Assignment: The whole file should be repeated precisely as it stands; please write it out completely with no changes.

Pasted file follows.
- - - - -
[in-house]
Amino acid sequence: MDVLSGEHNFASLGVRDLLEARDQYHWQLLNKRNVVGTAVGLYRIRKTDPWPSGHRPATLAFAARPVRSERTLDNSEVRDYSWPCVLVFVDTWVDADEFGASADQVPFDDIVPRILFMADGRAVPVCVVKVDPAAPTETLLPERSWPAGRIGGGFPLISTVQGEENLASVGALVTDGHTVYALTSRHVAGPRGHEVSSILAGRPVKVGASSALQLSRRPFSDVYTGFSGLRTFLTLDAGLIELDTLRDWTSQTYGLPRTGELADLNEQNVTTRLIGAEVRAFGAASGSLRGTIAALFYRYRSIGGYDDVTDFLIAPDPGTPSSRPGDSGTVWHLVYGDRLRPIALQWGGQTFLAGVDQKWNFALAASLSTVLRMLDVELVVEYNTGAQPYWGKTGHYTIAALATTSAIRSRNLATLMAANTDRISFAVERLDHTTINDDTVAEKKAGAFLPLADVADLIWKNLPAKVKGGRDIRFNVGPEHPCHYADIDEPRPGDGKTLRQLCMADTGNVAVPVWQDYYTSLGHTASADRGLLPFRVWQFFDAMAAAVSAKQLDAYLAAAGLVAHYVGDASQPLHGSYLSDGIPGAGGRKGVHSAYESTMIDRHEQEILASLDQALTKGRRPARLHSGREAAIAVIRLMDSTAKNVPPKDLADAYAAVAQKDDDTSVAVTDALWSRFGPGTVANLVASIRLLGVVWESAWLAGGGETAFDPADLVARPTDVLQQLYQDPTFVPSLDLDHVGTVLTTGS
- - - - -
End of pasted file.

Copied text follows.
[in-house]
Amino acid sequence: MDVLSGEHNFASLGVRDLLEARDQYHWQLLNKRNVVGTAVGLYRIRKTDPWPSGHRPATLAFAARPVRSERTLDNSEVRDYSWPCVLVFVDTWVDADEFGASADQVPFDDIVPRILFMADGRAVPVCVVKVDPAAPTETLLPERSWPAGRIGGGFPLISTVQGEENLASVGALVTDGHTVYALTSRHVAGPRGHEVSSILAGRPVKVGASSALQLSRRPFSDVYTGFSGLRTFLTLDAGLIELDTLRDWTSQTYGLPRTGELADLNEQNVTTRLIGAEVRAFGAASGSLRGTIAALFYRYRSIGGYDDVTDFLIAPDPGTPSSRPGDSGTVWHLVYGDRLRPIALQWGGQTFLAGVDQKWNFALAASLSTVLRMLDVELVVEYNTGAQPYWGKTGHYTIAALATTSAIRSRNLATLMAANTDRISFAVERLDHTTINDDTVAEKKAGAFLPLADVADLIWKNLPAKVKGGRDIRFNVGPEHPCHYADIDEPRPGDGKTLRQLCMADTGNVAVPVWQDYYTSLGHTASADRGLLPFRVWQFFDAMAAAVSAKQLDAYLAAAGLVAHYVGDASQPLHGSYLSDGIPGAGGRKGVHSAYESTMIDRHEQEILASLDQALTKGRRPARLHSGREAAIAVIRLMDSTAKNVPPKDLADAYAAVAQKDDDTSVAVTDALWSRFGPGTVANLVASIRLLGVVWESAWLAGGGETAFDPADLVARPTDVLQQLYQDPTFVPSLDLDHVGTVLTTGS